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Vow & Abstinence

What is a vow?

It is a solemn promise or pledge that binds a person to perform a specified act or to behave in a certain manner. A covenant is a vow with a life-long span, for example, the marriage vow. But a vow is not necessarily a covenant as it may be just a one-time or term basis, for example, Hannah dedicating to the Lord her firstborn son, Samuel, solely for His service. The rest of her children remained with her (1 Samuel 2:21).

All vows are made to God as a promise in expectation of His favor (Gen. 28:20) or in thanksgiving for His blessings (Psa. 116:12-14). Vows might be made at daily devotions (Psa. 61:8) or at the annual feasts (1 Sam. 1:21). All vows must be paid to God in the congregation at the Tabernacle or Temple (Deu. 12:6,11; Psa. 22:25).

Vows are voluntary acts. But once a vow is made, it must be kept and performed (Deu. 23:21-23; Ecc. 5:4-6). Vows, therefore, are to be made only after careful consideration (Prov. 20:25) and in keeping with what pleases God (Lev. 27:9-29). If the vow concerns a ritually unclean animal, it is not acceptable as an offering to the Lord. Some of us do not know what will please God; we therefore need God's guidance in making vows.

Vowing is joyful worship in faith and love (Psa. 61:4-5,8), often associated with the proclamation of God's salvation (Psa. 22:22-27; 66:13-20). For this reason, deception in vowing is an offence to God and will incur His curse (Mal. 1:14). One cannot dedicate any of the things that do not or no longer belong to him.

The first mentioned vow in the Bible is of Jacob at Bethel (Gen. 28:20-22; 31:13). Examples of others making a vow are Jephthah (Judg. 11:30-31,39), Hannah (1 Sam. 1:11), David (Psa. 132:2-5), and Absalom (2 Sam. 15:7-8).

In the New Testament, the apostle Paul took a vow (Acts 18:18), probably at the end of a 30-day period of abstinence from food, and had his hair cut off at Cenchrea. This vow that Paul took was probably the Nazirite vow (Num. 6:1-21). Samson in the Old Testament also took the Nazirite vow (Judg. 13:5,7; 16:17).

What is abstinence?

It is the voluntary, self-imposed, and deliberate denial of certain pleasures, such as food, drink and sex.

There are basically two kinds of abstinence:

(1) a total abstinence involving an absolute renunciation of a forbidden thing, such as in a Nazirite vow; and

(2) a temporary abstinence as, for example, the mutual consent of husband and wife to give up sexual relations for a time, in order to give themselves "to fasting and prayer" (1 Cor. 7:5).

The Israelites were commanded to abstain from eating flesh that contained blood (Gen. 9:4). They were to refrain from eating certain unclean animals (Leviticus 11). Priests could not drink wine while doing their holy ministries (Lev. 10:9). Others were abstained from drinking wine forever (Jer. 35:6).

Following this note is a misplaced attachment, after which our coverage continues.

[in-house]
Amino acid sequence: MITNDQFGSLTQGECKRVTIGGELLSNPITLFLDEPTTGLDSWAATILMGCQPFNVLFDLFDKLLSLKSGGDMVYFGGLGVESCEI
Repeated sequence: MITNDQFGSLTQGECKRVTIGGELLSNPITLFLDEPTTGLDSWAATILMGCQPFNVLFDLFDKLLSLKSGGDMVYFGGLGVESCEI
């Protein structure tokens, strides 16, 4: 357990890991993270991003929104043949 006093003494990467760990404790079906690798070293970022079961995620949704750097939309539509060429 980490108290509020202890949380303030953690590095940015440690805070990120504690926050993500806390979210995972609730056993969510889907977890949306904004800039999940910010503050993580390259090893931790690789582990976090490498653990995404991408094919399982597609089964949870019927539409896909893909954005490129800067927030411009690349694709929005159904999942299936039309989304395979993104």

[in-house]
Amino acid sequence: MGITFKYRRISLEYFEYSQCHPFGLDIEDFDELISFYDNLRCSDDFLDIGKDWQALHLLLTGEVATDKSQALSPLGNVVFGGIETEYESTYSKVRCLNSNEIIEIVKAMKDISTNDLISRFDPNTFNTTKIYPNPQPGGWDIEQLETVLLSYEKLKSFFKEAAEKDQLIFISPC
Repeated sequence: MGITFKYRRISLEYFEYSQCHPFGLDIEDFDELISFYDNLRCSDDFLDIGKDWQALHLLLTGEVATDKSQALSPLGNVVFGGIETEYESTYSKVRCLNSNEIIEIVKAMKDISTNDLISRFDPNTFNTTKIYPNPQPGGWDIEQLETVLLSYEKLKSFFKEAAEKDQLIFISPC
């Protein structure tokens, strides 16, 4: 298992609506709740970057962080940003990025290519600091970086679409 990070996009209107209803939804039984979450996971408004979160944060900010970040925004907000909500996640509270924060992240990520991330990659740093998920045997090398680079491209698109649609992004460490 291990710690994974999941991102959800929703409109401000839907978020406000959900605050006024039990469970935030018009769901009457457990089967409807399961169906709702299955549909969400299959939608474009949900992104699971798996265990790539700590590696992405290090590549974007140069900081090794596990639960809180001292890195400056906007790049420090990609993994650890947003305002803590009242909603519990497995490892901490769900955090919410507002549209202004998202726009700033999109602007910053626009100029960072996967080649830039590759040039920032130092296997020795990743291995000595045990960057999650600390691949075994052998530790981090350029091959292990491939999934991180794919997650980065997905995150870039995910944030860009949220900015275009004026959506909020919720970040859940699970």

The apostle Paul taught that Christians should abstain from food sacrificed to idols, lest it cause a weaker brother or sister in Christ to stumble (Rom. 14:1-23; 1 Cor. 8:1-13). The believer's body is the "temple of the Holy Spirit" (1 Cor. 6:19) and should not be polluted by unclean things.

Paul also exhorted the church of the Thessalonians to "abstain from sexual immorality" (1 Thes. 4:3); and they were to "abstain from every form of evil" (1 Thes. 5:22).

The Christian is called to live a life of unselfish and sacrificial love towards God and others. Abstinence should always seek to glorify God and to build up fellow believers in the faith.

The excellent example of the Rechabites

It is a Kenite tribe founded by Jonadab, the son of Rechab (Jer. 35:1-9). The Rechabites were convinced that it was possible to live a godly life as nomads than in the settled life of the cities, where they could be tempted to compromise with idolatry and immorality. They did not drink wine or any other intoxicating drink; they chose to live in tents rather than houses; and they refused to plant crops or own vineyards. Their strict life-styles were very similar to the Nazirites (Num. 6:1-21).

The only biblical description of the Rechabites occurs in Jeremiah 35. When the army o f Nebuchadnezzar attacked Judah and besieged Jerusalem, the Rechabites sought refuge in the city (Jer. 35:11). Jeremiah tested them to see if they would live up to their vows. He set wine before them and encouraged them to drink, but they refused. Jeremiah praised them and held them up as an object lesson to the people of Judah who had disobeyed the laws of God.

Because of their faithfulness, the Lord promised that the Rechabites would never cease to exist (Jer. 35:18-19). A rabbinical source claims that the daughters of the Rechabites were married to the sons of the Levites and that their children ministered in the Temple. Professed followers of this group still live in the Middle East today - in Iraq and Yemen.


Nelson's Illustrated Bible Dictionary